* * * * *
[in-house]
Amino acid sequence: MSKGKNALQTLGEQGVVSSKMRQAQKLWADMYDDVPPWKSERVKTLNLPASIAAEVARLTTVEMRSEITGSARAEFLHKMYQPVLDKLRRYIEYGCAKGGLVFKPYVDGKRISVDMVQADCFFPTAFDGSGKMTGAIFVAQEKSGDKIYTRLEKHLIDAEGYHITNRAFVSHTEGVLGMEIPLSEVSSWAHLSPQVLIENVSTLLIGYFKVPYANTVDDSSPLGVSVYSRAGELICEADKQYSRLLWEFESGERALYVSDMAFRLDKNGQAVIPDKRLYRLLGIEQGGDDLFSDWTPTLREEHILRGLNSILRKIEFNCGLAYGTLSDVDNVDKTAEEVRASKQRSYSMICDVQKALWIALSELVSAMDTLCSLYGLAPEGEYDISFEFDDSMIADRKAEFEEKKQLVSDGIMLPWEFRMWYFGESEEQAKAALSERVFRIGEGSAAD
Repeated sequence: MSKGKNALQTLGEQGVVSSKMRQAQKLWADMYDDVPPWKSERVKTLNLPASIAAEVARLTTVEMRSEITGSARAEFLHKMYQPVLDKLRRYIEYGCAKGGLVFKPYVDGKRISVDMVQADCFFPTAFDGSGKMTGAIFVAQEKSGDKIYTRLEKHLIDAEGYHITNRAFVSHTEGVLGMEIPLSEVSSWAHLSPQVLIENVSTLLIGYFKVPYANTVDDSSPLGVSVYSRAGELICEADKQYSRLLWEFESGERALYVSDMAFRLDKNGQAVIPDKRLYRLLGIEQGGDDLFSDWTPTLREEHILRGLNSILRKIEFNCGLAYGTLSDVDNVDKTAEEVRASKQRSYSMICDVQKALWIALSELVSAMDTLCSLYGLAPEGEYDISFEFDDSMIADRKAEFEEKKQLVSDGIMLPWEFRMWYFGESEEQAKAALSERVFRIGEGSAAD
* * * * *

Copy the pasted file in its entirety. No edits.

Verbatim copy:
[in-house]
Amino acid sequence: MSKGKNALQTLGEQGVVSSKMRQAQKLWADMYDDVPPWKSERVKTLNLPASIAAEVARLTTVEMRSEITGSARAEFLHKMYQPVLDKLRRYIEYGCAKGGLVFKPYVDGKRISVDMVQADCFFPTAFDGSGKMTGAIFVAQEKSGDKIYTRLEKHLIDAEGYHITNRAFVSHTEGVLGMEIPLSEVSSWAHLSPQVLIENVSTLLIGYFKVPYANTVDDSSPLGVSVYSRAGELICEADKQYSRLLWEFESGERALYVSDMAFRLDKNGQAVIPDKRLYRLLGIEQGGDDLFSDWTPTLREEHILRGLNSILRKIEFNCGLAYGTLSDVDNVDKTAEEVRASKQRSYSMICDVQKALWIALSELVSAMDTLCSLYGLAPEGEYDISFEFDDSMIADRKAEFEEKKQLVSDGIMLPWEFRMWYFGESEEQAKAALSERVFRIGEGSAAD
Repeated sequence: MSKGKNALQTLGEQGVVSSKMRQAQKLWADMYDDVPPWKSERVKTLNLPASIAAEVARLTTVEMRSEITGSARAEFLHKMYQPVLDKLRRYIEYGCAKGGLVFKPYVDGKRISVDMVQADCFFPTAFDGSGKMTGAIFVAQEKSGDKIYTRLEKHLIDAEGYHITNRAFVSHTEGVLGMEIPLSEVSSWAHLSPQVLIENVSTLLIGYFKVPYANTVDDSSPLGVSVYSRAGELICEADKQYSRLLWEFESGERALYVSDMAFRLDKNGQAVIPDKRLYRLLGIEQGGDDLFSDWTPTLREEHILRGLNSILRKIEFNCGLAYGTLSDVDNVDKTAEEVRASKQRSYSMICDVQKALWIALSELVSAMDTLCSLYGLAPEGEYDISFEFDDSMIADRKAEFEEKKQLVSDGIMLPWEFRMWYFGESEEQAKAALSERVFRIGEGSAAD